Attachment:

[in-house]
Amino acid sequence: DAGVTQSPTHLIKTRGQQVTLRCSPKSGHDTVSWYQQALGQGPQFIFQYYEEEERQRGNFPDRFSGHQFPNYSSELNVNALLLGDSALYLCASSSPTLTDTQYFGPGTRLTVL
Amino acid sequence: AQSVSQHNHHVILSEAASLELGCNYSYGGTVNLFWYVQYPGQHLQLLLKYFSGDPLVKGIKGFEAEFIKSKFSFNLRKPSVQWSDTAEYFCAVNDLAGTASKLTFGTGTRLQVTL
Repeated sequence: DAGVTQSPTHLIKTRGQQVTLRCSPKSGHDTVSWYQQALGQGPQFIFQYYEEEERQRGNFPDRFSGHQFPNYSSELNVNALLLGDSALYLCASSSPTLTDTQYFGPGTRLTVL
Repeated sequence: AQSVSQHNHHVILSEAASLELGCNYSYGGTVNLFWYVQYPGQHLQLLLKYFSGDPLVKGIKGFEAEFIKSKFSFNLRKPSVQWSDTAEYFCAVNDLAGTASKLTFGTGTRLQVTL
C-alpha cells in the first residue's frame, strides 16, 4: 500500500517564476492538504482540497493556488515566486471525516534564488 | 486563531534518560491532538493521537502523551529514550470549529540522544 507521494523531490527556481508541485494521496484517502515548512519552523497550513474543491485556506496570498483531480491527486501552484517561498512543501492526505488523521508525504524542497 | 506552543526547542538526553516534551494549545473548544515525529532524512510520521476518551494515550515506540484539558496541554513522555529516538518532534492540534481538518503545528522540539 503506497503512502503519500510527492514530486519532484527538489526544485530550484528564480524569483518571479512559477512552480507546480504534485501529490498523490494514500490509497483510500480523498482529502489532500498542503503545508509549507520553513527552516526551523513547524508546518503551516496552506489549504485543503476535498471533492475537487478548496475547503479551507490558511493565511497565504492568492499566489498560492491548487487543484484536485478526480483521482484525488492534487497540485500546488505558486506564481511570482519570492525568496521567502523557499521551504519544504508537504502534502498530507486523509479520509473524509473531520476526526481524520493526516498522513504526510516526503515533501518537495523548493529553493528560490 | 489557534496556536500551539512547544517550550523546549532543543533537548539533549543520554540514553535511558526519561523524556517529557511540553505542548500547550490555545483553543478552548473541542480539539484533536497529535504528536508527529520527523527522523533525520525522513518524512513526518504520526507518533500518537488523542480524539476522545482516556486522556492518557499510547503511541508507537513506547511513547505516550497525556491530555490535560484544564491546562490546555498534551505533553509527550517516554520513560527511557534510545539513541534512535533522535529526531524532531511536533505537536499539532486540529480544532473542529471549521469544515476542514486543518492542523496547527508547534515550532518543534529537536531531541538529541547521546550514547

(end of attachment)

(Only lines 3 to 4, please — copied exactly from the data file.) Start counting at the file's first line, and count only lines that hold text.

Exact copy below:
Amino acid sequence: AQSVSQHNHHVILSEAASLELGCNYSYGGTVNLFWYVQYPGQHLQLLLKYFSGDPLVKGIKGFEAEFIKSKFSFNLRKPSVQWSDTAEYFCAVNDLAGTASKLTFGTGTRLQVTL
Repeated sequence: DAGVTQSPTHLIKTRGQQVTLRCSPKSGHDTVSWYQQALGQGPQFIFQYYEEEERQRGNFPDRFSGHQFPNYSSELNVNALLLGDSALYLCASSSPTLTDTQYFGPGTRLTVL